Intellectual property and intellectual capital

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This article focuses on the relationship between intellectual property
and intellectual capital. The broader concept of 'intellectual capital'
is a useful framework within which to analyse the relative merits
and drawbacks of reliance on proprietary rights over knowledge. Strategic
analysis of the costs, risks and benefits of various forms of proprietary
protection is vital in the context of rapid innovation in a 'knowledge
economy'. Maximising the value of the intellectual capital of the firm will
require: a considered assessment of the strengths and weaknesses of each
IP regime; combining reliance on the rules of intellectual property law with
other strategies; and re-evaluating the utility, function and expectations of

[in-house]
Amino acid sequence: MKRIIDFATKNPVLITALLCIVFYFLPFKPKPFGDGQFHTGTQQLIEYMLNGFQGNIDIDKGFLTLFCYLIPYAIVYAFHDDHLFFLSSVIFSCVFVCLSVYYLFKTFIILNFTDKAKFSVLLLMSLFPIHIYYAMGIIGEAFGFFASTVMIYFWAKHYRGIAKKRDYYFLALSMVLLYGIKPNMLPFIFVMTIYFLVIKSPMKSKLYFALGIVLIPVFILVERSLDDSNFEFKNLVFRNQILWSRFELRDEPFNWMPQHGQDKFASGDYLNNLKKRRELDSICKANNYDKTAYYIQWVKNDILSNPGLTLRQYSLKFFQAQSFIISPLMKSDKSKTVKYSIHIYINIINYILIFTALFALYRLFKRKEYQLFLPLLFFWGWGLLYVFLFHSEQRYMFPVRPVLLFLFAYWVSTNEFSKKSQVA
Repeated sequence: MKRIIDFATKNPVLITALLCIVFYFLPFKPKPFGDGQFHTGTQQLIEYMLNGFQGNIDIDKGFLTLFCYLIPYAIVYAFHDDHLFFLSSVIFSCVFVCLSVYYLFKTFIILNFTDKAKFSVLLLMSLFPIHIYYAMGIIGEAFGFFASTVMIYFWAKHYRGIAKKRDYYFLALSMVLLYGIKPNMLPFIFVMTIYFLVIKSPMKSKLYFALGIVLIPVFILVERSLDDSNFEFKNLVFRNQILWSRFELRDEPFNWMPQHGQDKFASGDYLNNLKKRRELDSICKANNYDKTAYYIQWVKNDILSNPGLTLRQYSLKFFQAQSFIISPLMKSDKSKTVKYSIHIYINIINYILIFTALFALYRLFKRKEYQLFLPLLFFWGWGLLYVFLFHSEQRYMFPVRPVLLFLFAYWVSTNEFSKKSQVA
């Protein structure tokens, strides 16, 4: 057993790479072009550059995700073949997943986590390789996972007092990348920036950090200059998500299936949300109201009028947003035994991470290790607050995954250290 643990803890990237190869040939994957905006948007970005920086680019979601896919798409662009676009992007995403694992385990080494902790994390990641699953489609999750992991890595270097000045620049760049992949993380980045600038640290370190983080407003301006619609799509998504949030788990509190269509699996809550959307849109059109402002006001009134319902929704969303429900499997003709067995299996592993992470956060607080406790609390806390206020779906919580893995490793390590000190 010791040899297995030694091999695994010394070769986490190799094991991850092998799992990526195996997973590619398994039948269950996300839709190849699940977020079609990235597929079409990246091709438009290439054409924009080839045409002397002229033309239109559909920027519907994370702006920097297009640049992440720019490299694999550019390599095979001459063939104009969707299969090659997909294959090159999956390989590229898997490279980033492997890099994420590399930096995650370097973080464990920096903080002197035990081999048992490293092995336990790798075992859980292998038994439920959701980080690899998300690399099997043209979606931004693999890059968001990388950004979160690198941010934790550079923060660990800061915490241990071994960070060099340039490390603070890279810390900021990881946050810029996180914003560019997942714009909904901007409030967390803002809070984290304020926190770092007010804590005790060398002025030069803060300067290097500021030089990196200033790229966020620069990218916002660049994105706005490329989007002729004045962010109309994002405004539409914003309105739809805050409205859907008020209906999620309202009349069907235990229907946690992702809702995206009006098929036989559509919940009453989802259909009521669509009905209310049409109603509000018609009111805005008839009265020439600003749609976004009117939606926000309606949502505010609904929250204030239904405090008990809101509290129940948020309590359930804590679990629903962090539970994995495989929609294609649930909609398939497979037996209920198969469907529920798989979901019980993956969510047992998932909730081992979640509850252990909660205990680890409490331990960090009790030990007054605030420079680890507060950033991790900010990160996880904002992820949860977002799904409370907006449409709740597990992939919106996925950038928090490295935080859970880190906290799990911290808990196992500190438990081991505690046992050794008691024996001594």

intellectual property protection in general. This article presents some
tentative conclusions concerning strategies to protect the intellectual
capital of the innovative firm. Its main themes are: (i) That intellectual
property will not be effective in protecting many aspects of intellectual
capital; (ii) That combining reliance on the rules of IP law with other
strategies will maximise the firm's control over intellectual capital; (iii)
That the real value of intellectual property rights may lie rather in their
transactional utility than in restricting competition-by-imitation; (iv) That
there may be advantages in investing in goodwill, rather than technological
innovation and ideas; and (v) That a firm should primarily focus its
intellectual capital strategies on maximising the value of the tacit
knowledge of its employees.
Original languageEnglish
Pages (from-to)10-26
Number of pages17
JournalIntellectual Property Forum
Issue number48
Publication statusPublished - 2002


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